In the summer of 2017, before a series of wildfires ripped across California's wine country, killing 44 people, incinerating thousands of homes and causing $9.4 billion in damage, Pacific Gas and Electric Co. was riding high.
The San Francisco-based power company had recently resolved a lawsuit stemming from a 2010 pipeline explosion. Moody's Investors Service had just upgraded the company's credit rating. And the company's stock was trading for more than $60 a share.
Two years later, PG&E is headed for bankruptcy, its senior executives departed and balance sheet torched by a pair of unprecedented wildfire seasons. California investigators have tied at least 17 major wildfires to PG&E in 2017, and a downed PG&E power line is suspected of having caused the deadly 2018 Camp Fire north of Sacramento. The company now faces up to $30 billion in fire liabilities, a sum that exceeds its assets and insurance (Energywire, Jan. 14).
The rapid transformation of one of America's leading power companies into a corporate zombie underscores the rapidly accelerating climate risks facing energy companies, insurers and governments, analysts say.
While much of PG&E's fall can be linked to the company's faulty safety record, analysts say the risks posed by climate-charged disasters threaten to overwhelm even the best-run companies, along with the insurance systems and governments that underpin them.
"The fact that all these liabilities were incurred in something like 18 months, two fires season basically, really illustrates the rapid onset of climate and other severe disruptions to the electricity grid that we really aren't used to," said Alex Gilbert, the co-founder of the SparkLibrary, where he tracks the energy sector. "That's not a risk the utility industry is traditionally prepared to deal with."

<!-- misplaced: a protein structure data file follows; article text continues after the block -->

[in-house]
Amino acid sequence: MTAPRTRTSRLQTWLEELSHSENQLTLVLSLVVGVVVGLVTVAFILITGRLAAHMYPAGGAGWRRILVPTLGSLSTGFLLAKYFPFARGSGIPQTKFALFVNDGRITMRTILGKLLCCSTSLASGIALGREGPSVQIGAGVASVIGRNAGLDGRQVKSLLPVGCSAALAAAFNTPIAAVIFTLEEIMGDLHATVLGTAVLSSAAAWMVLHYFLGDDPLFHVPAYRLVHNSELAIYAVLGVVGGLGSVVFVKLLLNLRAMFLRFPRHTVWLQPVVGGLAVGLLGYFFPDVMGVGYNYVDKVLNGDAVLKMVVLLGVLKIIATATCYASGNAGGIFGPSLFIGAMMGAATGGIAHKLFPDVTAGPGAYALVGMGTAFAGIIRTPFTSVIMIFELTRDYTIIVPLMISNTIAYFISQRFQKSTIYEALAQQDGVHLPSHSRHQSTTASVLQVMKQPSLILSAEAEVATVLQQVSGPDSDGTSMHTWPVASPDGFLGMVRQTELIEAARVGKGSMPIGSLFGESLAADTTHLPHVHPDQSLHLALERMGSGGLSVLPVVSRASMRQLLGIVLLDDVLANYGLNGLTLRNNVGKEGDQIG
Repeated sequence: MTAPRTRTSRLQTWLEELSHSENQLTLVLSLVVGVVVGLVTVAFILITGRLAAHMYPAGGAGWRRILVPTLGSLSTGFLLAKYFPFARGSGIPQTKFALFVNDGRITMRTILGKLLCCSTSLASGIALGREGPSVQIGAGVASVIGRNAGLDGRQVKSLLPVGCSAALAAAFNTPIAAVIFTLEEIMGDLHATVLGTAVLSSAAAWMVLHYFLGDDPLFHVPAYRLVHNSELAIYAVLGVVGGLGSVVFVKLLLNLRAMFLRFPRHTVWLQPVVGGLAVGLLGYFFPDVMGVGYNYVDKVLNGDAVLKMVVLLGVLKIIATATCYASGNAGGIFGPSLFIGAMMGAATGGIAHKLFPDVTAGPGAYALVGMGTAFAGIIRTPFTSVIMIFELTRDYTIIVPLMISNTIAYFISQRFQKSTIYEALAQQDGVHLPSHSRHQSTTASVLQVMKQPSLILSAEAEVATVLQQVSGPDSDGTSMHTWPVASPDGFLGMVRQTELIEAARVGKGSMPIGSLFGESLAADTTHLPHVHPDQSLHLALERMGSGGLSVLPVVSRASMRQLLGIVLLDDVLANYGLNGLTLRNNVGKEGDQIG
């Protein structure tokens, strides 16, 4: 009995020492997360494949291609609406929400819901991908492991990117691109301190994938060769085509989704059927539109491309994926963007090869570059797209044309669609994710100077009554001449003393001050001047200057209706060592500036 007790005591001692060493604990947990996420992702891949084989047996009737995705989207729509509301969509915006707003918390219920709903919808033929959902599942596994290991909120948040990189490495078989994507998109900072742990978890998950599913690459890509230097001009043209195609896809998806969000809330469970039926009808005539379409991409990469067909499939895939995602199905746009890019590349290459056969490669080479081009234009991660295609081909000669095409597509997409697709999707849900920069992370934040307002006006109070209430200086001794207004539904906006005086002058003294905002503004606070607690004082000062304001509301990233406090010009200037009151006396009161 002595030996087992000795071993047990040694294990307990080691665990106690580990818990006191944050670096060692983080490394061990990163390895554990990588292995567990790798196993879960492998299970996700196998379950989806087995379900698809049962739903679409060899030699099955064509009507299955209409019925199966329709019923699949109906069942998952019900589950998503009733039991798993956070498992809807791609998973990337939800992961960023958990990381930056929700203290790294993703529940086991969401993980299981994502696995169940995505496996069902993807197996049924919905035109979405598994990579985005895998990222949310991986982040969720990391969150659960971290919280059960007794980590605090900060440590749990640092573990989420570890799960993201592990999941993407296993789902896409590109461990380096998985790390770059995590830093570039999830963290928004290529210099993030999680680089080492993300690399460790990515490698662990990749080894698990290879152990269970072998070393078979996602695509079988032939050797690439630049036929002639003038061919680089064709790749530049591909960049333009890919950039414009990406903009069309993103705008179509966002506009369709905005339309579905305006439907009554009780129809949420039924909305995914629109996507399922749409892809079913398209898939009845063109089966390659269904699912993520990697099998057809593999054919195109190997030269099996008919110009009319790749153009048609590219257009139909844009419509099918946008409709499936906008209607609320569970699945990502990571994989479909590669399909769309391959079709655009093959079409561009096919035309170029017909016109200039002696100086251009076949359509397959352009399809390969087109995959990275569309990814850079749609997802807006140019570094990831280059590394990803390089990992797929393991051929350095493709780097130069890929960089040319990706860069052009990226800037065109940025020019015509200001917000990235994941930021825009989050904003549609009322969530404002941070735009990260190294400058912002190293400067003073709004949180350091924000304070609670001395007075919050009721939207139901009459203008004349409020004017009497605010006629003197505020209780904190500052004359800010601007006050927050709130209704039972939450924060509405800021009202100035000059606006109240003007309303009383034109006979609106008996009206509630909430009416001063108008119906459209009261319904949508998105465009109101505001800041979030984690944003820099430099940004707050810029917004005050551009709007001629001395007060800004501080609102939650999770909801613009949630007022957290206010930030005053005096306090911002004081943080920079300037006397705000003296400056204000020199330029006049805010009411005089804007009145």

The risk isn't limited to the power sector. Insurers are feeling the strain of paying out homeowner claims after the two unprecedented fire seasons in California. Flooding caused by two recent hurricanes led to concerns about pollution from hog farms in North Carolina and refineries along the Gulf Coast. Warming oceans prompted the storms to linger longer and drop more water.
PG&E's case is unique in that its sparking transmission lines have been cited as the cause of the deadly blazes, analysts said. The link between company and disaster is rarely so clear.
But the California utility is hardly the only company operating a transmission system in the West, where wildfires are a persistent concern. Energy companies operating in areas prone to hurricanes and flooding face similar challenges.
"What climate change does is gradually change the distribution of risk. Maybe it makes more extreme in some ways, and less extreme in others," said Michael Wara, a senior researcher at Stanford University's Woods Institute for the Environment. "But it is gradually pushing risk outside the bounds of what the system was designed to manage."
The immediate challenge facing California officials is how to manage the PG&E bankruptcy and cover the damages incurred by the recent fires. Yet the long-term challenges may be even more daunting.
They are twofold. One is managing the risk associated with climate disasters. The other is paying for the mitigation measures that can reduce those risks.
PG&E is instructive of the challenges in both cases. In a rate case filed with state regulators in December, the company said it plans to spend $5 billion between 2018 and 2022 on its Community Wildfire Safety Program, replacing wooden power poles, insulating transmission wires, clearing vegetation, and installing cameras and sensors to quickly identify fallen power lines.